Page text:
Koalas in Australia’s New South Wales could face extinction within decades thanks to mining, forestry and devastating bushfires.
The animals could be virtually extinct in the state by 2050 unless measures are taken to preserve them, a year-long inquiry found.
A prolonged, drought-fuelled bushfire season that ended early this year was also devastating for the animals, destroying about a quarter of their habitat across the state, and in some parts up to 81%.
The fires left 33 people dead, and burned more than 20% of Australia’s forests.
“The evidence could not be more stark,” said the inquiry’s 311-page final report, published on Tuesday.
“The only way our children’s grandchildren will see a koala in the wild in NSW will be if the government acts upon the committee’s recommendations.”
Koalas are already listed as vulnerable in northern New South Wales and south-east Queensland.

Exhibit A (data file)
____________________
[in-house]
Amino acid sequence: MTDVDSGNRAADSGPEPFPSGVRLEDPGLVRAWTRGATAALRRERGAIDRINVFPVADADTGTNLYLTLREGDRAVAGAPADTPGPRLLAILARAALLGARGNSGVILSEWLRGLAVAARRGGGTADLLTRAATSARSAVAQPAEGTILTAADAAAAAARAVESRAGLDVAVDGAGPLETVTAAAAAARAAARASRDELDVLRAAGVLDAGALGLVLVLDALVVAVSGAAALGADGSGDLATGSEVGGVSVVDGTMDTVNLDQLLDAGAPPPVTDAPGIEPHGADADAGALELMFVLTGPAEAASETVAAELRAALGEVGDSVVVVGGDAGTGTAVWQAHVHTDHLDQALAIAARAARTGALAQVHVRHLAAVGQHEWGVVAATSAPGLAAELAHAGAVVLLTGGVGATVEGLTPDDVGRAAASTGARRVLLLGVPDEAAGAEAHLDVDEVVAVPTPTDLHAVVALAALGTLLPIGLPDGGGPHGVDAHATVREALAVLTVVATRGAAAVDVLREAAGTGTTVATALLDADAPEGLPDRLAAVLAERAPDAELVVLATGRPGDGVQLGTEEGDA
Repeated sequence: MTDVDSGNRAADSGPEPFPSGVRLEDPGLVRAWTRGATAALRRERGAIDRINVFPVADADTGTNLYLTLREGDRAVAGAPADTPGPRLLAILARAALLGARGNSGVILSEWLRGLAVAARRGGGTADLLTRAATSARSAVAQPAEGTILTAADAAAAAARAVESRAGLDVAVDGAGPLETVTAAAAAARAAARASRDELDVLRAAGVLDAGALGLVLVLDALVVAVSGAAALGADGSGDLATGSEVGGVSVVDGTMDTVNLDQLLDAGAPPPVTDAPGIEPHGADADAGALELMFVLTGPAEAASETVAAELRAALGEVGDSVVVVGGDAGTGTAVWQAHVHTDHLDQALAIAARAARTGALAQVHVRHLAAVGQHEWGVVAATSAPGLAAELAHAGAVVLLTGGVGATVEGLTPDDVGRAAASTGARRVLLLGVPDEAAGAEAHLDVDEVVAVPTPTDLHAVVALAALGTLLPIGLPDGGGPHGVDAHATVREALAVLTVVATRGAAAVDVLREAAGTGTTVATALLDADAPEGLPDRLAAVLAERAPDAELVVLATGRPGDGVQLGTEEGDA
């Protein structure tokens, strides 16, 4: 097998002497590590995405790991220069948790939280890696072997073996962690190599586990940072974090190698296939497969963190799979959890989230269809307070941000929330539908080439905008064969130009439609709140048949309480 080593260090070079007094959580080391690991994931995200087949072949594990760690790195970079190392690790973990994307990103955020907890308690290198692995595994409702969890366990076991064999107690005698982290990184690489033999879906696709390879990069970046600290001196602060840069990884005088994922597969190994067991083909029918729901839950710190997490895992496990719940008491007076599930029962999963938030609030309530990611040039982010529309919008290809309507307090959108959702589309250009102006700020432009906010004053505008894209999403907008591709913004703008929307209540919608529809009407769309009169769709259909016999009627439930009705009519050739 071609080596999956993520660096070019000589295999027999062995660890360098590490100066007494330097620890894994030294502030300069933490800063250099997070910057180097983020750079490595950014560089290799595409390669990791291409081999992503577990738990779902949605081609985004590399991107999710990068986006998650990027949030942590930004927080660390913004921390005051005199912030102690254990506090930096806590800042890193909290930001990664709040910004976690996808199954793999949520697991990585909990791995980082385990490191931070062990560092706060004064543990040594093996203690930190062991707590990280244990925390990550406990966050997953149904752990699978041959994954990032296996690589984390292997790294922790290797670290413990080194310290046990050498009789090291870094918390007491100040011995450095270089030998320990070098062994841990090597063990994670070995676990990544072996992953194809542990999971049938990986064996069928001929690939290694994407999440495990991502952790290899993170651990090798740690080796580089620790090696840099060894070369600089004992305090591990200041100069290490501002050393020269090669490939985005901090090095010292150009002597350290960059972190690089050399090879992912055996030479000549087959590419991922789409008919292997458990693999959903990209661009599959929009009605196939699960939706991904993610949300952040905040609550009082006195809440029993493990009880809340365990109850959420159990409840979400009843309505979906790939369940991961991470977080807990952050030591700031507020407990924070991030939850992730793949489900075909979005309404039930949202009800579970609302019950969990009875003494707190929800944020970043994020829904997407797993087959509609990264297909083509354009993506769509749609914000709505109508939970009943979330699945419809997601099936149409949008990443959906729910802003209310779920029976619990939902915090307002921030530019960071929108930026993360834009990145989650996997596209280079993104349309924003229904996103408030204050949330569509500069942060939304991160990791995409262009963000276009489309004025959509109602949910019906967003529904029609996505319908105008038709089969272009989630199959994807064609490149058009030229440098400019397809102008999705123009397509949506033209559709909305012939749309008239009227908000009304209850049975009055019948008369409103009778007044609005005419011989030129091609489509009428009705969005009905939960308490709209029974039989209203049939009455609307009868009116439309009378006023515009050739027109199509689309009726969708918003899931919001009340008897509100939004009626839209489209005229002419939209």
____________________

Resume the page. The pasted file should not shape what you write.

The bushfires – which lasted from September until torrential rains arrived in spring – killed 33 people and a billion native animals nationally and destroyed 2,500 homes and a wilderness area the size of South Korea.
The damage was most devastating in New South Wales.
The report, commissioned by a multi-party parliamentary committee, makes 42 recommendations, including an urgent census, prioritising the protection of the animal in the planning of urban development, and increasing conservation funding.
But the inquiry topped short of unanimously recommending a moratorium on logging in public native forests.
Stuart Blanch, manager of land clearing and restoration at the World Wide Fund for Nature (WWF) Australia, called on the government to heed the recommendations and strengthen protections for the animals’ habitat.
“WWF calls on the NSW Premier to rewrite weak land clearing laws to protect koala habitat, greatly increase funding for farmers who actively conserve trees where koalas live, and a transition out of logging koala forests and into plantations.” Blanch said in a statement.